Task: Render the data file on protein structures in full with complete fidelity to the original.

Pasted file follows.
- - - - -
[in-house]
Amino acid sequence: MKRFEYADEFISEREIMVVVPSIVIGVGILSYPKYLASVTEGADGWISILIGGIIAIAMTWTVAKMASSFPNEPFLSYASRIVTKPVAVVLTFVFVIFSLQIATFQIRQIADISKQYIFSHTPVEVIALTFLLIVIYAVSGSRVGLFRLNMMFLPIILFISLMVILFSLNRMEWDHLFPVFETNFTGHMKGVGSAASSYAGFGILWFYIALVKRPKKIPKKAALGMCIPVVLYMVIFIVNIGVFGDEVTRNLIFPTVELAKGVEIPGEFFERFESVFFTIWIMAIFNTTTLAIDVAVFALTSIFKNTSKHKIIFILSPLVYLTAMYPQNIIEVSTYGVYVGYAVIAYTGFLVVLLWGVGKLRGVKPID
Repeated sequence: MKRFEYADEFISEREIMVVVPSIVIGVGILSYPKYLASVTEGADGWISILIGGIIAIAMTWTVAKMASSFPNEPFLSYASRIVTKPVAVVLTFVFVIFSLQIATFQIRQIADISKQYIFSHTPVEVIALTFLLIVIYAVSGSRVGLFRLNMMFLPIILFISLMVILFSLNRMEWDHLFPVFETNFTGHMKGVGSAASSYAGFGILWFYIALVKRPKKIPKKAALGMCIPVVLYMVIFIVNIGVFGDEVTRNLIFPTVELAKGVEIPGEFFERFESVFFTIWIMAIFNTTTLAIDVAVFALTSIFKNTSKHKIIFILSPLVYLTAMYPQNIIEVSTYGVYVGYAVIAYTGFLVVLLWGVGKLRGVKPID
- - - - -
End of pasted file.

[in-house]
Amino acid sequence: MKRFEYADEFISEREIMVVVPSIVIGVGILSYPKYLASVTEGADGWISILIGGIIAIAMTWTVAKMASSFPNEPFLSYASRIVTKPVAVVLTFVFVIFSLQIATFQIRQIADISKQYIFSHTPVEVIALTFLLIVIYAVSGSRVGLFRLNMMFLPIILFISLMVILFSLNRMEWDHLFPVFETNFTGHMKGVGSAASSYAGFGILWFYIALVKRPKKIPKKAALGMCIPVVLYMVIFIVNIGVFGDEVTRNLIFPTVELAKGVEIPGEFFERFESVFFTIWIMAIFNTTTLAIDVAVFALTSIFKNTSKHKIIFILSPLVYLTAMYPQNIIEVSTYGVYVGYAVIAYTGFLVVLLWGVGKLRGVKPID
Repeated sequence: MKRFEYADEFISEREIMVVVPSIVIGVGILSYPKYLASVTEGADGWISILIGGIIAIAMTWTVAKMASSFPNEPFLSYASRIVTKPVAVVLTFVFVIFSLQIATFQIRQIADISKQYIFSHTPVEVIALTFLLIVIYAVSGSRVGLFRLNMMFLPIILFISLMVILFSLNRMEWDHLFPVFETNFTGHMKGVGSAASSYAGFGILWFYIALVKRPKKIPKKAALGMCIPVVLYMVIFIVNIGVFGDEVTRNLIFPTVELAKGVEIPGEFFERFESVFFTIWIMAIFNTTTLAIDVAVFALTSIFKNTSKHKIIFILSPLVYLTAMYPQNIIEVSTYGVYVGYAVIAYTGFLVVLLWGVGKLRGVKPID